A question about whether net proceeds from the future sale of city-owned land in Ann Arbor will be allocated to the city’s affordable housing trust fund has been postponed and referred to the city council’s budget committee. The action to postpone the issue until Oct. 15 was taken at the city council’s Sept. 17, 2012 meeting.
The policy has a long history dating back to 1996. A previous policy of directing proceeds of city-owned land sales to the affordable housing trust fund was rescinded by the council in 2007. More detailed background is provided in previous Chronicle coverage: “City Council to Focus on Land Sale Policy.”
Resolutions urging the city council to adopt such a policy were approved by the board of the Ann Arbor Downtown Development Authority at its Sept. 5, 2012 and by the Washtenaw County board of commissioners later that same day.
The key resolved clause of the city council’s resolution reads: “Resolved, That proceeds from the sale of public land in the City of Ann Arbor be directed first to reimburse any funds expended relating to the disposition of the property. Of the remaining proceeds, if the property is in the Downtown Development Authority District 5% are to be directed for public plaza or open space creation, renovation or improvements within the DDA District; 10% are to be directed to any project designated in the City’s Capital Improvement Plan, and 85% are to be directed to the Ann Arbor Housing Trust Fund, all regardless of budget year.”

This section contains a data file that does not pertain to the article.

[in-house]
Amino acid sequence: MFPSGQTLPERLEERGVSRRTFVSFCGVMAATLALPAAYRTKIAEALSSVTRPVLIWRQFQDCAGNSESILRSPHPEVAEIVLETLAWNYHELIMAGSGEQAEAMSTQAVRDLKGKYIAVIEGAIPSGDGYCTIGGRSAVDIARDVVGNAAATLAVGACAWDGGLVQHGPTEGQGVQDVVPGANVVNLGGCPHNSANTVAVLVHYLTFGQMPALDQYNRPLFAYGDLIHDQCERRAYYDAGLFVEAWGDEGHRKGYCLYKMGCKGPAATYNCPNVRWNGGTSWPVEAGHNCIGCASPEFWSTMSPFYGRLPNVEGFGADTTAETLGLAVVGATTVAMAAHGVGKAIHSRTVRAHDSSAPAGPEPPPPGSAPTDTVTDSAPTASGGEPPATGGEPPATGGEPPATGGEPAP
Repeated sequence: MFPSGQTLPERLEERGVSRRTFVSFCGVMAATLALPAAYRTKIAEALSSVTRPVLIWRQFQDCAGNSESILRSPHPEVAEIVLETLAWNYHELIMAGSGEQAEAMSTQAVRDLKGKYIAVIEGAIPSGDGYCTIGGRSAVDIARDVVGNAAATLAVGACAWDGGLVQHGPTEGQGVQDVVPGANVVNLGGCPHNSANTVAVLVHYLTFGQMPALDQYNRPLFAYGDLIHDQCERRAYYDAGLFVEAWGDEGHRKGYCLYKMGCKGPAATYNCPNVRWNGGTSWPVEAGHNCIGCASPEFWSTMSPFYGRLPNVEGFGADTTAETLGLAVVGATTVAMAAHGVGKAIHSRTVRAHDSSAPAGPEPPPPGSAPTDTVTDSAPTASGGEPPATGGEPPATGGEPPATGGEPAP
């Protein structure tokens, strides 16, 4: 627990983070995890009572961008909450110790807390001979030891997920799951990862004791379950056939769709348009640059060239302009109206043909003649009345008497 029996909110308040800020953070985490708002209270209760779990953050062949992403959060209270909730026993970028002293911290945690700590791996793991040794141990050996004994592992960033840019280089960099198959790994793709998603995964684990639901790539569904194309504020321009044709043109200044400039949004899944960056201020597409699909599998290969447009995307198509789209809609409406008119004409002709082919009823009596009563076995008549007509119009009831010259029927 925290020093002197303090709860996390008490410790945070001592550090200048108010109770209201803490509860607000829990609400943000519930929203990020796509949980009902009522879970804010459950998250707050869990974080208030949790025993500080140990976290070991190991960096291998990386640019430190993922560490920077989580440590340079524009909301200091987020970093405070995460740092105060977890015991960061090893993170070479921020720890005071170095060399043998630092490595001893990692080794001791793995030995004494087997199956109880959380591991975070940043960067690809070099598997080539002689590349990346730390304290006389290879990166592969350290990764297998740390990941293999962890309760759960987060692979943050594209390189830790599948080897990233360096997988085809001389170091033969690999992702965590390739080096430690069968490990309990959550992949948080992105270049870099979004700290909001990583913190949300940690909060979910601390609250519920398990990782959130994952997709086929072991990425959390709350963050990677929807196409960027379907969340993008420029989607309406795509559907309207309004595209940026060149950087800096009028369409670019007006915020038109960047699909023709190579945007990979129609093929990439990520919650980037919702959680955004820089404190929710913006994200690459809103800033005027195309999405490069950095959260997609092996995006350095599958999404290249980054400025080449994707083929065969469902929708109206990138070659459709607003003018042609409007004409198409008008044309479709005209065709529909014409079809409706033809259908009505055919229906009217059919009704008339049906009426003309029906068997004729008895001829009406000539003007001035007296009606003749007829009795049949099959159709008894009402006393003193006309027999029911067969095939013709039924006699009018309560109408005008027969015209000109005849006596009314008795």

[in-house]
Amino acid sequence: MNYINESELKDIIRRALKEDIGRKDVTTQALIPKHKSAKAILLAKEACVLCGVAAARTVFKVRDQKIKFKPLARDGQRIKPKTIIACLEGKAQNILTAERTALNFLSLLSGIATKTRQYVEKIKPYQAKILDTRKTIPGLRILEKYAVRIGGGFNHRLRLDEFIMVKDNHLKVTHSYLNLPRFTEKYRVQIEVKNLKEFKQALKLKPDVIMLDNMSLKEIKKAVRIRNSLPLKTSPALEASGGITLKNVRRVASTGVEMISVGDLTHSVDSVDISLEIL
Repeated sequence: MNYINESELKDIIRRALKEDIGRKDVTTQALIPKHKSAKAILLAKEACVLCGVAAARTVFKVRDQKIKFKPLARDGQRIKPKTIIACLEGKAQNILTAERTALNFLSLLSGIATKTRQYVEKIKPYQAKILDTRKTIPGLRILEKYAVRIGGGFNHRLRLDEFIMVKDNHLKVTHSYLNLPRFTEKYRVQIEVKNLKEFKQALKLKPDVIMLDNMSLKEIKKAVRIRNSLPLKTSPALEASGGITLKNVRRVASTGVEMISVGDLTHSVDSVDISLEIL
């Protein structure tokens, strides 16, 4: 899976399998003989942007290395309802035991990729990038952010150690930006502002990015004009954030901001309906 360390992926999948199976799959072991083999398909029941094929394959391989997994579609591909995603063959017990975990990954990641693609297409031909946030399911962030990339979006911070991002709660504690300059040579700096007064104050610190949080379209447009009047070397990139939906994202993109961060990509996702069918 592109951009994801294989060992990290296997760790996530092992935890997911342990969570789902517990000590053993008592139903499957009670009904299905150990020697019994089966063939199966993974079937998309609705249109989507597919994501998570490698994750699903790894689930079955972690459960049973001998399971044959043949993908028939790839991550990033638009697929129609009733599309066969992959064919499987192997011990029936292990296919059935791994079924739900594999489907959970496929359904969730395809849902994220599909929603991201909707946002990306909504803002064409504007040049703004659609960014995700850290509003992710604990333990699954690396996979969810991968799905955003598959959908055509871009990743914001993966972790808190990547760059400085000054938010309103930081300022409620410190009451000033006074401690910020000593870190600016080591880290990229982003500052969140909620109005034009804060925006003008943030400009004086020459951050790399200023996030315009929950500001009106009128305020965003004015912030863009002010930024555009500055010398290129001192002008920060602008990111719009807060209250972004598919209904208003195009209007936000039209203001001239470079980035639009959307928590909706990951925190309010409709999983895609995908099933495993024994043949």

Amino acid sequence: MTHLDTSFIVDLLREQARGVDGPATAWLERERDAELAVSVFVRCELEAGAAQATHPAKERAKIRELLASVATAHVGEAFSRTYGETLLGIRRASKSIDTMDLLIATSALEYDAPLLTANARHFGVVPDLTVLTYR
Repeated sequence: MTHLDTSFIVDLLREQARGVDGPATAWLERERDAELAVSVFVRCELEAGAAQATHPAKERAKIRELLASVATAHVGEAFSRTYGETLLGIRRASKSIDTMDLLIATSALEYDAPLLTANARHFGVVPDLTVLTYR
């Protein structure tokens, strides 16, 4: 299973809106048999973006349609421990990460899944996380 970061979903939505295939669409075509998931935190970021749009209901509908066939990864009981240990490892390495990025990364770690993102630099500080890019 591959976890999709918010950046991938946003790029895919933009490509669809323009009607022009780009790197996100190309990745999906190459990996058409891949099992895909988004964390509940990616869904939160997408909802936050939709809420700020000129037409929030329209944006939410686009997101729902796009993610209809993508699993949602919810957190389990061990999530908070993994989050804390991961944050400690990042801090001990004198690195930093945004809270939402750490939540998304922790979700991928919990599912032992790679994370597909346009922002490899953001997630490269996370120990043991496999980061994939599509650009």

Smith’s resolution appeared to have only mixed support on the council. Stephen Kunselman (Ward 3) indicated he would only support the resolution if the proceeds from land sales were put toward the Ann Arbor Housing Commission specifically. Jane Lumm (Ward 2) said she could not support a percentage as high as 85%. Other councilmembers expressed skepticism at the value of a non-binding council resolution that future councils would not need to honor.
A somewhat related and in some ways competing resolution was added to the council’s agenda by Mike Anglin (Ward 5), via an email sent to the city clerk on the morning of the Sept. 17 meeting. It would have established a committee of 10 residents – two from each ward, to be selected by councilmembers from each ward – and other city officials to address the issue of city-owned parcels in downtown Ann Arbor.
Anglin’s resolution was not specific about how the committee was supposed to address the issue or in what time frame, and generated several clarificational questions from councilmembers. However, the council voted unanimously to postpone the resolution until Oct. 1 instead of voting it down.
Anglin’s resolution would have, in part, established a parallel process for one that the DDA has undertaken at the previous direction of the city council, under the moniker of Connecting William Street. That process focuses on five city-owned parcels in the area bounded by Ashley, Liberty, Division and William streets. For Chronicle coverage of a recent presentation on the project to the city’s planning commission, see “Planning Group Briefed on William Street Project.”
This brief was filed from the city council’s chambers on the second floor of city hall, located at 301 E. Huron. A more detailed report will follow: [link]